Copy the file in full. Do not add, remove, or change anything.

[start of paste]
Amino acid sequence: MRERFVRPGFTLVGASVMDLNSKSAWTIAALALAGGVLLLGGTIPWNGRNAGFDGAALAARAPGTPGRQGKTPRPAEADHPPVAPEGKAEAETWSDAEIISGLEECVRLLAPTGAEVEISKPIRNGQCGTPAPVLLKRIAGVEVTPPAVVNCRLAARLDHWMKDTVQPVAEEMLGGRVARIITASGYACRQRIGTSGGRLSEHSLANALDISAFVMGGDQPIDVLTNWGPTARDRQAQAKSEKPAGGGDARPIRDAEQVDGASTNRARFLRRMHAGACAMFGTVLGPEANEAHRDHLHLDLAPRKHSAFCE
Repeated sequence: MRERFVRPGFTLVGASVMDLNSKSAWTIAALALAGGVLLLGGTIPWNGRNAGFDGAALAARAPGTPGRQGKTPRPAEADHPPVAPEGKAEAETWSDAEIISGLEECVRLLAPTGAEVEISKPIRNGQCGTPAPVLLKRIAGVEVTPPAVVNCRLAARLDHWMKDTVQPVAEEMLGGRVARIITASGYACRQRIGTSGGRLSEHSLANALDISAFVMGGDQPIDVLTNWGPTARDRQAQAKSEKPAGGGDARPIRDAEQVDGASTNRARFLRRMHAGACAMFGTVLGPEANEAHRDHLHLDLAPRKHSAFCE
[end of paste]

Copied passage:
Amino acid sequence: MRERFVRPGFTLVGASVMDLNSKSAWTIAALALAGGVLLLGGTIPWNGRNAGFDGAALAARAPGTPGRQGKTPRPAEADHPPVAPEGKAEAETWSDAEIISGLEECVRLLAPTGAEVEISKPIRNGQCGTPAPVLLKRIAGVEVTPPAVVNCRLAARLDHWMKDTVQPVAEEMLGGRVARIITASGYACRQRIGTSGGRLSEHSLANALDISAFVMGGDQPIDVLTNWGPTARDRQAQAKSEKPAGGGDARPIRDAEQVDGASTNRARFLRRMHAGACAMFGTVLGPEANEAHRDHLHLDLAPRKHSAFCE
Repeated sequence: MRERFVRPGFTLVGASVMDLNSKSAWTIAALALAGGVLLLGGTIPWNGRNAGFDGAALAARAPGTPGRQGKTPRPAEADHPPVAPEGKAEAETWSDAEIISGLEECVRLLAPTGAEVEISKPIRNGQCGTPAPVLLKRIAGVEVTPPAVVNCRLAARLDHWMKDTVQPVAEEMLGGRVARIITASGYACRQRIGTSGGRLSEHSLANALDISAFVMGGDQPIDVLTNWGPTARDRQAQAKSEKPAGGGDARPIRDAEQVDGASTNRARFLRRMHAGACAMFGTVLGPEANEAHRDHLHLDLAPRKHSAFCE